With moderate milk prices unable to keep up with soaring feed prices, many dairy farmers in California have decided to throw in the towel.
“People are exiting this business in droves,” Tulare County, Calif., dairy farmer and Western United Dairymen president Tom Barcellos told the Visalia Times-Delta and Tulare Advance-Register. “I would say catastrophic just about describes the situation.”
Based on newspaper reports such as these, it would appear that the current situation in California is as bad, if not worse, than anywhere else in the nation.
The situation is so bleak that at least one dairy cooperative has launched a crisis hotline for dairy farmers and their families, according to The Fresno Bee. The hotline provides members with confidential counseling and support services to help those in the industry cope with life-altering changes.
“Dairymen are getting out of the business — sending their cows to slaughter as fast as they can,” said Barcellos, owner of a dairy farm that goes back generations.
Riley Walter, a Fresno-area bankruptcy attorney, noted that the dramatic increase in bankruptcies among dairies is staggering. "This is just a bloodbath," he told John Lindt, publisher of the Sierra2thesea News Service, whose article appeared in the Visalia Times-Delta.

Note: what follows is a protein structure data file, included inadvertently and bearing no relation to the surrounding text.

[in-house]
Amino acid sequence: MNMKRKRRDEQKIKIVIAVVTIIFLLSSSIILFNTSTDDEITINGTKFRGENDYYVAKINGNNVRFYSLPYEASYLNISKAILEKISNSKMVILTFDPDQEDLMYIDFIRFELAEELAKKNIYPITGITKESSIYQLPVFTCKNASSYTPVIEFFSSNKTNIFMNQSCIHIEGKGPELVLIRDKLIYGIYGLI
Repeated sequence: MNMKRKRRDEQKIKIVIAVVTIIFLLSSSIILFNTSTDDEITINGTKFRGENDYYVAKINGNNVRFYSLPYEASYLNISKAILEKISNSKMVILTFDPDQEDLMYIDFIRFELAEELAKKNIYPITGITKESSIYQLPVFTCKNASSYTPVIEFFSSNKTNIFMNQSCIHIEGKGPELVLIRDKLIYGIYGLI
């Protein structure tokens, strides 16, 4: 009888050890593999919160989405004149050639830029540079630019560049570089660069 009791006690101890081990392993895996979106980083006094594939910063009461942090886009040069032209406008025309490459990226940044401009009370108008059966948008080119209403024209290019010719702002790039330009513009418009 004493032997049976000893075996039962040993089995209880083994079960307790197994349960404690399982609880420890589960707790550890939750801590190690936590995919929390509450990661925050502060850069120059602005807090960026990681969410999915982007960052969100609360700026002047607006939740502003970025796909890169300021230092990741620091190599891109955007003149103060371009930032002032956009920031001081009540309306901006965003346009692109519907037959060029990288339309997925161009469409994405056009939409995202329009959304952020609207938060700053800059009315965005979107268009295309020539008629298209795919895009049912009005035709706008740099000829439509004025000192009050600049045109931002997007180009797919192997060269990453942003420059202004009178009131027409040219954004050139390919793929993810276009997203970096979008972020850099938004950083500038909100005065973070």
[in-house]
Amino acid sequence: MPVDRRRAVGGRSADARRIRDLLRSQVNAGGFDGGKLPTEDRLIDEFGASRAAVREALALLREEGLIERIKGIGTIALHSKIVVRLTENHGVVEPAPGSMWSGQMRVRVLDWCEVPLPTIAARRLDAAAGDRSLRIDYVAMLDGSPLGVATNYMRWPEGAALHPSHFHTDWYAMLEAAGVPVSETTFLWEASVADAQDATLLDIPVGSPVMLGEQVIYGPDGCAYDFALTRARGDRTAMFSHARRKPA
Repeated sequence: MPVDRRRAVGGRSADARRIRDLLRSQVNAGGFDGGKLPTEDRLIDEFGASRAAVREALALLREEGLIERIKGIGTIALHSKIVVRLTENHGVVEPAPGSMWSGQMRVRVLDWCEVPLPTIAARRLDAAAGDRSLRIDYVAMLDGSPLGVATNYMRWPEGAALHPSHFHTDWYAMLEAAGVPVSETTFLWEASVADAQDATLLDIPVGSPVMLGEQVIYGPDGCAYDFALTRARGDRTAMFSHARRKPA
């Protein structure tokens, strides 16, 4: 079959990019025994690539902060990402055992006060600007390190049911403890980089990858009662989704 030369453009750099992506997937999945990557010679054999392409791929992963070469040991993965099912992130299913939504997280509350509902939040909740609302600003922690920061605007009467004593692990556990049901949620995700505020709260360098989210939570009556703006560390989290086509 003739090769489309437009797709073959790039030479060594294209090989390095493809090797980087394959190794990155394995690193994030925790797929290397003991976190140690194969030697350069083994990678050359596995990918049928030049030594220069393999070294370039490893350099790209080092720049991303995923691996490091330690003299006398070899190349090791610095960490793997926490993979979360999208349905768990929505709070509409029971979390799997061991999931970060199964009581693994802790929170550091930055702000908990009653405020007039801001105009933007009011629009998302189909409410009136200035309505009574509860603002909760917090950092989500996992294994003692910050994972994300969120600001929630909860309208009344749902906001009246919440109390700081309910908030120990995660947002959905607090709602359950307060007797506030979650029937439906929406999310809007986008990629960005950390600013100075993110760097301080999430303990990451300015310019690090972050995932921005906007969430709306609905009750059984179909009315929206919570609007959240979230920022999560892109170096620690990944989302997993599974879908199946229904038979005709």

The year has tested even the most stable and weathered dairy producers. Last month, the USDA released July’s preliminary milk-feed ratio, a rough measure of dairy profitability, at a staggering 1.29, marking the lowest ratio reported in the 27 years of records.
"There is not enough money from their milk check to pay the feed costs,” California Dairies Inc. CEO Andre Mikhalevsky says.
Also, see “Dairy farmers say farm closures are continuing to rise” from the California Farm Bureau Federation.